- For Teachers
I thought I posted this yesterday but somehow the intertubes appear to have eaten it. I'm curious what function 'disappear' serves in this sentence. Is it a verb? Adverb modifying car? All comments are appreciated.
(2) Mr. Antonson, who has taught me so much about the Reed-Kellogg diagramming system, has given you one excellent analysis.
(3) May I give you another analysis? (You did welcome "all comments," even those from this humble soul.)
(4) I should analyze your sentence this way:
I = subject
saw = verb
the car (to) disappear. (infinitive phrase that is the object of the verb "saw.")
(a) "the car" is the subject of the infinitive "(to) disappear."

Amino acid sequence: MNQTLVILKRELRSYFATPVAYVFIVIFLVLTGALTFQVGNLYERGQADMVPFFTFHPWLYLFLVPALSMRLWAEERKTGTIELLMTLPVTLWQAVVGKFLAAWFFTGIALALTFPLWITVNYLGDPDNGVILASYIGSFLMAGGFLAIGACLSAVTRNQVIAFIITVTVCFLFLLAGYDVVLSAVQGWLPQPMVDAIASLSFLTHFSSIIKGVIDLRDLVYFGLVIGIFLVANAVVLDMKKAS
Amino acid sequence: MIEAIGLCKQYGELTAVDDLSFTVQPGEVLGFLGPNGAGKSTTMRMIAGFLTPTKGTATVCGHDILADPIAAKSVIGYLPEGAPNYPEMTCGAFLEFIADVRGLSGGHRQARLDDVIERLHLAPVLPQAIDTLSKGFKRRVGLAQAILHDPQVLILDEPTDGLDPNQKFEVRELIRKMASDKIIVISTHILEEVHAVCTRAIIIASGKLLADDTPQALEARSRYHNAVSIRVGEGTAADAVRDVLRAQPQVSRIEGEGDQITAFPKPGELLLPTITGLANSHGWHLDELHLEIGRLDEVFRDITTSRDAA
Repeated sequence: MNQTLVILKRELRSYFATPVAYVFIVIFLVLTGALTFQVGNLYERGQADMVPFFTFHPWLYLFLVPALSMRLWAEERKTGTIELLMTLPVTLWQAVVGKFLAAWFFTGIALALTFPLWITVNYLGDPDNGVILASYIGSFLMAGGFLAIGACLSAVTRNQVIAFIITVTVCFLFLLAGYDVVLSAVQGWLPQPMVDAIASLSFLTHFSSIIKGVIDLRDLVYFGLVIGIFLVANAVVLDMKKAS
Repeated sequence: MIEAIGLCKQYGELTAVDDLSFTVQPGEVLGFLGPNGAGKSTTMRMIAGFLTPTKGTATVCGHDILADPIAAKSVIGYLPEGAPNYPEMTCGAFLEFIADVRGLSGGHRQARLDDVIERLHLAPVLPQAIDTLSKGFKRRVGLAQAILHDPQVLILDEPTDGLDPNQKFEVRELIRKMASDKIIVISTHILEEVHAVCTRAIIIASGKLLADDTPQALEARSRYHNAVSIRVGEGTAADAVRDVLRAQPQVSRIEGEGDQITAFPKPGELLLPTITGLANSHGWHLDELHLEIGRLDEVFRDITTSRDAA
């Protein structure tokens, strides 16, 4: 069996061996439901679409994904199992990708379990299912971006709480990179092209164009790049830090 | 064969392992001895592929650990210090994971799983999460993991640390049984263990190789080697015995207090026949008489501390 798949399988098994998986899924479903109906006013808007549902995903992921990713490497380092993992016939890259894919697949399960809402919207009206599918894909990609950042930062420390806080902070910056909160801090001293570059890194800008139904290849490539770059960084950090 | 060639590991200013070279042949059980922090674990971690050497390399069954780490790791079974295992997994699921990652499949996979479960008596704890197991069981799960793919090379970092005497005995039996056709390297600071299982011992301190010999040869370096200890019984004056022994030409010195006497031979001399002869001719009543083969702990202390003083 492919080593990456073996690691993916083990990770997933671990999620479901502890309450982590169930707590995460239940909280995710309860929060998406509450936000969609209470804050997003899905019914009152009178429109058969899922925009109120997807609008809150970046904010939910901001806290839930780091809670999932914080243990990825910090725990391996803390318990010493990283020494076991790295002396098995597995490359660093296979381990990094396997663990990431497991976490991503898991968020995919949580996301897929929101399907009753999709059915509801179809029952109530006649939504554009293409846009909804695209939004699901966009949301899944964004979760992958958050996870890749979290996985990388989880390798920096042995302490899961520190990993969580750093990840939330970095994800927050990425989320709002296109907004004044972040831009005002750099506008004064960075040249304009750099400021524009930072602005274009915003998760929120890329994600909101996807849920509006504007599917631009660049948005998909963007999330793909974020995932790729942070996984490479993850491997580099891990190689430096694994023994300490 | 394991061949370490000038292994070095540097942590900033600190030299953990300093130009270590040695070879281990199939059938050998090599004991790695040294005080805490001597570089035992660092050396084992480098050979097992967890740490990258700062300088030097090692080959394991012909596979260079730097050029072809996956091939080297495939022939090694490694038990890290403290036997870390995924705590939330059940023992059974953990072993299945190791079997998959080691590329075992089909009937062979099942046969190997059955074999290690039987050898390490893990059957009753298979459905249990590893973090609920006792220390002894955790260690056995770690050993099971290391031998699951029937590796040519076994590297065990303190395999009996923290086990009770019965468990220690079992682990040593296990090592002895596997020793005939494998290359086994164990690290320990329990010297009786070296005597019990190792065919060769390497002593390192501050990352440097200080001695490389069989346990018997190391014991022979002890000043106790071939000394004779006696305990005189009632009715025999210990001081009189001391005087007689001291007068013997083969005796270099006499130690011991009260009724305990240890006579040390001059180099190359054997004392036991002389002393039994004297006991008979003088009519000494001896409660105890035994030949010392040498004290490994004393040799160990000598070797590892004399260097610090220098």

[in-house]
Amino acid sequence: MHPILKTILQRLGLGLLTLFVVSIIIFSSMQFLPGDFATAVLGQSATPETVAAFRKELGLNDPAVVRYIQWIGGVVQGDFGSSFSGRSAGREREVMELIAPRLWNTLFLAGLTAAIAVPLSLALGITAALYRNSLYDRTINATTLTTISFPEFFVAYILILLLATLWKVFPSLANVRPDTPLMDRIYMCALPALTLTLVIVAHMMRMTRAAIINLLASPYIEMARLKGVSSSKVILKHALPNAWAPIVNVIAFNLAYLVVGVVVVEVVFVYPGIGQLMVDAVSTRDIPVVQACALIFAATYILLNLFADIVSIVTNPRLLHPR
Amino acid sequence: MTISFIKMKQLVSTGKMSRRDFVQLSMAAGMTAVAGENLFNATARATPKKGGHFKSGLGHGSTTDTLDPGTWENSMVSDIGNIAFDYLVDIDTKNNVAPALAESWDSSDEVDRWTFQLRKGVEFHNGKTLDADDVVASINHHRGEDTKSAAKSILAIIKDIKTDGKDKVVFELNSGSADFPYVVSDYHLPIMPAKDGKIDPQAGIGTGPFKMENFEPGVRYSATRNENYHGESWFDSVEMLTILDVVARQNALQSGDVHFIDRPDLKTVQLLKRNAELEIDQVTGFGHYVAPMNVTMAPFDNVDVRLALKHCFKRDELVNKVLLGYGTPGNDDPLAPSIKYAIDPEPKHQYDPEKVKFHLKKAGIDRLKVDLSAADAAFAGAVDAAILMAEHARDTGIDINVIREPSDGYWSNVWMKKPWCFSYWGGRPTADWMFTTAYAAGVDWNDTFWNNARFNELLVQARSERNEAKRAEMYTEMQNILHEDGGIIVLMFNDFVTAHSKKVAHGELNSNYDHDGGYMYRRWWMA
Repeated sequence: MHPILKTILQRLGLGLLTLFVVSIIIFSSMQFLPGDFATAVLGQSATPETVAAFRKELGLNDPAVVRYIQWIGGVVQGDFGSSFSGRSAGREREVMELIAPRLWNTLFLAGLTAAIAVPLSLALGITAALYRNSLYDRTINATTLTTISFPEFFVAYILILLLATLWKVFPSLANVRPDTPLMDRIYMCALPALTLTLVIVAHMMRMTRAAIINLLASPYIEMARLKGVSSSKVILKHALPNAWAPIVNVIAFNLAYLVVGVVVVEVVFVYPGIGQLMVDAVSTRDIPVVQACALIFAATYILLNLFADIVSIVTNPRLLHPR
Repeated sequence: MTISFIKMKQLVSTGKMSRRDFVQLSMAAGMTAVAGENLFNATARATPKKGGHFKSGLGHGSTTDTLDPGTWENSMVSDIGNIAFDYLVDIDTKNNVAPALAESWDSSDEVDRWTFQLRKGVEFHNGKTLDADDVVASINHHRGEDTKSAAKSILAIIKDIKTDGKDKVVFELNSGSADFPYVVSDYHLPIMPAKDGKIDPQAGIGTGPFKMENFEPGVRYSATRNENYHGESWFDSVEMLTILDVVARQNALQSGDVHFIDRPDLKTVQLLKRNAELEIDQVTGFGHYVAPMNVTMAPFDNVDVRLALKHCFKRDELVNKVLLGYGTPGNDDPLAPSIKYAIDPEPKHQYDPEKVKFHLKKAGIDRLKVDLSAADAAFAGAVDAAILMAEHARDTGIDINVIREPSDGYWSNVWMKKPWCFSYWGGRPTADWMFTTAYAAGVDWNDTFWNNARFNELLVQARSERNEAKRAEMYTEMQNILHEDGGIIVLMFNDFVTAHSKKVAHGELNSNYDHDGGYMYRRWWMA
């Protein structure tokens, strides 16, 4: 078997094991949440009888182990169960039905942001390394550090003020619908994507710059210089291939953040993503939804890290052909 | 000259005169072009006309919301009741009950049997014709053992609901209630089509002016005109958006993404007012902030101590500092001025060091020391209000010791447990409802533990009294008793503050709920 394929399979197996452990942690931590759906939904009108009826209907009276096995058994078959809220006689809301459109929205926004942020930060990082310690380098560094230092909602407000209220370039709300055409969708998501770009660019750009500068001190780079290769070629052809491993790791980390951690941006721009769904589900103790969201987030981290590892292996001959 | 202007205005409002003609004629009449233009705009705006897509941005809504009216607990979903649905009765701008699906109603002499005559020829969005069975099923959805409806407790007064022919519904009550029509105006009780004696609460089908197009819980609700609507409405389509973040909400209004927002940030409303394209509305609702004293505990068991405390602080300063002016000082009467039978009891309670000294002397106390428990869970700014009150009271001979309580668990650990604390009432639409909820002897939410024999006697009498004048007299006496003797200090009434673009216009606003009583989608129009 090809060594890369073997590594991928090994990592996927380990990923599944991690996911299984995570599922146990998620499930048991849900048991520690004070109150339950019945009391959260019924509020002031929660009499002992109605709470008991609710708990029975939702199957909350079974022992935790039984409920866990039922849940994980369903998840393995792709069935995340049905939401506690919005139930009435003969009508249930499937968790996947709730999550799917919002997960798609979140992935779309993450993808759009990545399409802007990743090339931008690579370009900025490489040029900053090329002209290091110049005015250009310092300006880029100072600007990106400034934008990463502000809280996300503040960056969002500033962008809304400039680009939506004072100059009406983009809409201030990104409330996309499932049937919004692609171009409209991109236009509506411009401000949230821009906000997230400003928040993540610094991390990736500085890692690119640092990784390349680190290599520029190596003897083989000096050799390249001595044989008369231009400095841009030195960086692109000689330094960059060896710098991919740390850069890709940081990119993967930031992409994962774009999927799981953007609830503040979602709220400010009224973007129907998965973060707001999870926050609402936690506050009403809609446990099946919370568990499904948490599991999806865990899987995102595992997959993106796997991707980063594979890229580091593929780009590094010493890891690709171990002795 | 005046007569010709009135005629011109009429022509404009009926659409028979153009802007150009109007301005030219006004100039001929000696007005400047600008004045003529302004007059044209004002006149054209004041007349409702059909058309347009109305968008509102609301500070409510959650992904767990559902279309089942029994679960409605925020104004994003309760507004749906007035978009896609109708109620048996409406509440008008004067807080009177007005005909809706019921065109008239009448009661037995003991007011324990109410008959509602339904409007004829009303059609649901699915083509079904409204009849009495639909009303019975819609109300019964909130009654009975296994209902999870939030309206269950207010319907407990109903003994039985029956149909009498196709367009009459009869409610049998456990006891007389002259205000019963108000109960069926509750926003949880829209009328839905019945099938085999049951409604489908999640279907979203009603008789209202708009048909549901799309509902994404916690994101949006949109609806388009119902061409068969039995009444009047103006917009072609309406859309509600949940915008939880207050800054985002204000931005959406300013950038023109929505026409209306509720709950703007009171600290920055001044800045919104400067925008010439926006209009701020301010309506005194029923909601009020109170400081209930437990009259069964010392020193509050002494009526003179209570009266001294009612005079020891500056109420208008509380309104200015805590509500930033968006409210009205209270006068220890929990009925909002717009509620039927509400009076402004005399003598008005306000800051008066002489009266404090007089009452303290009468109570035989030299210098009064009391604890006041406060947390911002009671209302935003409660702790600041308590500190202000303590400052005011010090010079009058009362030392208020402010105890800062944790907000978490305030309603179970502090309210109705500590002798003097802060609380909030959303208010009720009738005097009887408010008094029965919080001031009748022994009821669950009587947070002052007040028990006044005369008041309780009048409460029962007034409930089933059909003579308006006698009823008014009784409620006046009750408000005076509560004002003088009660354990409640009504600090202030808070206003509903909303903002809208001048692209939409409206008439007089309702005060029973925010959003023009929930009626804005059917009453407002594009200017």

(i) One book (A Grammar of Present-Day English by Pence & Emery) explains:
The infinitive without to ... is often used in infinitive clauses following certain verbs , such as let, help, make, see, hear, etc. They give these examples:
I felt the ground shake (= I felt the ground to shake); Did you see him run away? ( = Did you see him to run away?) REMEMBER: in such sentences, native speakers do NOT say "to."
(5) Here are some more examples. (You may choose to analyze them as objective complements -- as did Mr. Antonson -- or infinitive phrase/clause as do some books):
I saw him leave.
I heard her sing.
She made me laugh.
(P.S. Those three examples come from House & Harman's wonderful Descriptive English Grammar. I wish to
emphasize that they call them "objective complements" -- as does Mr. Antonson.)